The second executive decision was allowing all Filipinos to return home without exception. Even in countries we classified as red, Filipino citizens wishing to be repatriated were accommodated with special flights. While the experts were concerned about the entry of VOCs, President Duterte asserted that he cannot say no to a Filipino who wanted to come home. Some VOCs did sneak through with the repatriates, but these were tempered with strict quarantine protocols which were shouldered by the government. As a doctor who has taken care of foreigners who were locked out of their own countries for more than two years, the humanitarian impact of this decision cannot be overstated.

Despite competing priorities to suppress the virus versus reviving the economy, a good balance was struck. In spite of the Omicron surge in January 2022, the economy still managed to outperform expectations for the quarter with a GDP growth of 8.3 percent. The combination of an efficient vaccine rollout and continued mask mandates even as restrictions were relaxed showed that a strategy of living with the virus was viable. With several weeks of low daily cases coming into the May 9 elections, even as COVID-19 cases spiked to record numbers across the region, it was clear that the Philippines had done well. This undermined the opposition narrative that the Philippine COVID-19 response was poor. This cast doubt on the objectivity of those who did not acknowledge the tremendous success of the government response and may have been a factor in voter’s decisions to vote for continuity.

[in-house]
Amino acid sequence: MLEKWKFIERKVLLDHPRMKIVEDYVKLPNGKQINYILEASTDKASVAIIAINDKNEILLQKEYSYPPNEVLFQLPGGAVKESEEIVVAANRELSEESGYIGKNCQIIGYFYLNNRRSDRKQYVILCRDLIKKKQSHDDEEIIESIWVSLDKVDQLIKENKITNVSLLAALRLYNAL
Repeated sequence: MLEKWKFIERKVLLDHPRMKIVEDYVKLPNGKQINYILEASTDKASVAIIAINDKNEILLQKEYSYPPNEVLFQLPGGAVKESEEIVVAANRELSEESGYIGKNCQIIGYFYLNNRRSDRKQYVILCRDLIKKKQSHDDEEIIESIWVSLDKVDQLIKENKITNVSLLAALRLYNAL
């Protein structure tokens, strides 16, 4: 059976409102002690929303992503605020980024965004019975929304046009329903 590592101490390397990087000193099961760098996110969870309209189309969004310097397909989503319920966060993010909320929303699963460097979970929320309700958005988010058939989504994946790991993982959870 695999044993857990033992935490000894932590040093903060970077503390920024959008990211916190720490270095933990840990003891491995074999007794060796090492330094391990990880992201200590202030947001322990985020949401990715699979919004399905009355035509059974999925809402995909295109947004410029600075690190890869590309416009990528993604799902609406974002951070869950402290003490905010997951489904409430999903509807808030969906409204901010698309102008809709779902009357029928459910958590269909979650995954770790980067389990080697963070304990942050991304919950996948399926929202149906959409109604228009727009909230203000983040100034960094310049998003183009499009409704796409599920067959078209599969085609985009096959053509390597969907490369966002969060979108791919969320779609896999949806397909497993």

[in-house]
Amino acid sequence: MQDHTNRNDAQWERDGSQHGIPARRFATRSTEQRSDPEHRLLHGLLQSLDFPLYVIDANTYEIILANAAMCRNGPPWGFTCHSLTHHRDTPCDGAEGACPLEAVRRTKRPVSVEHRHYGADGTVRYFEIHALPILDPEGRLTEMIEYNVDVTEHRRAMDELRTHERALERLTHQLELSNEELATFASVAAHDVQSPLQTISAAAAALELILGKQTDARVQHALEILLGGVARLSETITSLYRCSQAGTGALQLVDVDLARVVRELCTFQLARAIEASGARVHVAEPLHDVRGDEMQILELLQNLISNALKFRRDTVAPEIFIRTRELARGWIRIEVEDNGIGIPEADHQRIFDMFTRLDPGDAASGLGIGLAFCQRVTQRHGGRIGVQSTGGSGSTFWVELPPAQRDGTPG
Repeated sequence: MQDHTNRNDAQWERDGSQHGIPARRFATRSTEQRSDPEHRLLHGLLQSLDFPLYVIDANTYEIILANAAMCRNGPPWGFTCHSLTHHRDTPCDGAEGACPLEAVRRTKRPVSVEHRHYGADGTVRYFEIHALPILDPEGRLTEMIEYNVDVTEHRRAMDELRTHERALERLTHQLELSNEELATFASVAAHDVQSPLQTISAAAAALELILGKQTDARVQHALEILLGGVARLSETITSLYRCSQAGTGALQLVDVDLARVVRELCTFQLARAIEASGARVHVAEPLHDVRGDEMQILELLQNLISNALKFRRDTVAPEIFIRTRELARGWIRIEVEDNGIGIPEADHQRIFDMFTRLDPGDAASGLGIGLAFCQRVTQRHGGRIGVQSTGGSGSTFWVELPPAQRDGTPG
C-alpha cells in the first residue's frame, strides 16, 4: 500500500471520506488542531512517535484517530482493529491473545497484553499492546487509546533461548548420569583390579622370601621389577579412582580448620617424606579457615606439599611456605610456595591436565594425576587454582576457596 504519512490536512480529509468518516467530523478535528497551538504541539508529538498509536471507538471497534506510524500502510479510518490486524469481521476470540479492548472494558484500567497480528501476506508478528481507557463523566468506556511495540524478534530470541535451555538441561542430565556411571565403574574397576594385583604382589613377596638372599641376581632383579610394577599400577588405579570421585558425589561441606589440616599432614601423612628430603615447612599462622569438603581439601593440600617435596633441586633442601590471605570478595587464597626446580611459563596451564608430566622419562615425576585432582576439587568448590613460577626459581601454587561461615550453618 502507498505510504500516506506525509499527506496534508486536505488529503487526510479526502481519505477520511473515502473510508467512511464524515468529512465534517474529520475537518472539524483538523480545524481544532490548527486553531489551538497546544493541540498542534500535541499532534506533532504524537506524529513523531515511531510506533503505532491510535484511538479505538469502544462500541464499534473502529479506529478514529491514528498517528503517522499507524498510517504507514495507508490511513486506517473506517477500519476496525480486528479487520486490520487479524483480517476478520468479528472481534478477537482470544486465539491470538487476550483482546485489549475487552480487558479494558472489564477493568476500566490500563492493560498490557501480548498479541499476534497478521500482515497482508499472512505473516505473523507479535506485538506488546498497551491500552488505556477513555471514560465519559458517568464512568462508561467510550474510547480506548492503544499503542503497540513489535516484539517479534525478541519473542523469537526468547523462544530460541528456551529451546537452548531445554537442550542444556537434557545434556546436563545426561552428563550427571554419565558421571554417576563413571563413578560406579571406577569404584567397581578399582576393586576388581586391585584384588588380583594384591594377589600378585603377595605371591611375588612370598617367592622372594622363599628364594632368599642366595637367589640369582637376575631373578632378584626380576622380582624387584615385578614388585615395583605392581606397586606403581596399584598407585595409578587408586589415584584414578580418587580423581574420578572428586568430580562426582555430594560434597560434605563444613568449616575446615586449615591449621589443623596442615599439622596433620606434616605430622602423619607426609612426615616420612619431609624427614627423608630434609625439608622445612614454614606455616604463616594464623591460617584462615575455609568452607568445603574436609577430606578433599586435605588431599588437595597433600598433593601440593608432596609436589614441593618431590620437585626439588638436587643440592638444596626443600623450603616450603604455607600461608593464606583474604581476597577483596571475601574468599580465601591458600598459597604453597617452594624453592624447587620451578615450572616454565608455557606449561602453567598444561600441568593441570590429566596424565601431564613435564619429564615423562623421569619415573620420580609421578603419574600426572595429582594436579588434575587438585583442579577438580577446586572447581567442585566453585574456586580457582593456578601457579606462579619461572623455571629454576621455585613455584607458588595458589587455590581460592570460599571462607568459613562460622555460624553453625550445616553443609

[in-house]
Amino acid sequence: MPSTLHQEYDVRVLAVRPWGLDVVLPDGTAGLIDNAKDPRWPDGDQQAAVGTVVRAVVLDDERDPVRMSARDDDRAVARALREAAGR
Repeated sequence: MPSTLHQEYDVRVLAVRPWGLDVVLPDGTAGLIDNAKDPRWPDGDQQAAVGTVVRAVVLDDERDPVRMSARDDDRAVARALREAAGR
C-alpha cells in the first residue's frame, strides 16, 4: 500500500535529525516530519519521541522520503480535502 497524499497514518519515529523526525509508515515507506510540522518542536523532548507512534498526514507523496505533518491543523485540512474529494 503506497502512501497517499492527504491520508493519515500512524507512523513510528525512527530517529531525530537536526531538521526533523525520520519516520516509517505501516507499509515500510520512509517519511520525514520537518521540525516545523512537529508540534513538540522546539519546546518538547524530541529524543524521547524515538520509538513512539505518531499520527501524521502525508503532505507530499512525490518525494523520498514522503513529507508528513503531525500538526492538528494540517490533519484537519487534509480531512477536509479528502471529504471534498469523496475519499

As a government advisor who tries to stick to scientifically measurable outcomes, I try my best to remain objective. I did not vote for President Duterte in 2016 but I respected the electorate’s decision. I did not always agree with his policies, but when I was asked to help with the government pandemic response, I readily said yes. He is a duly elected president running the government. He listened to the science and did pretty much everything the experts recommended. Being a very popular president, the people followed those policies. We survived and we did ok. We did well against COVID-19 because our President, the government, and the people did their part. You may or may not like the outcome of the May 9 elections, but the people have made a choice. You are free to leave if it is too difficult to accept. But I hope you stay even if your candidate did not win. Helping your country despite your politics is never wrong. If we all do this, the Philippines will always win.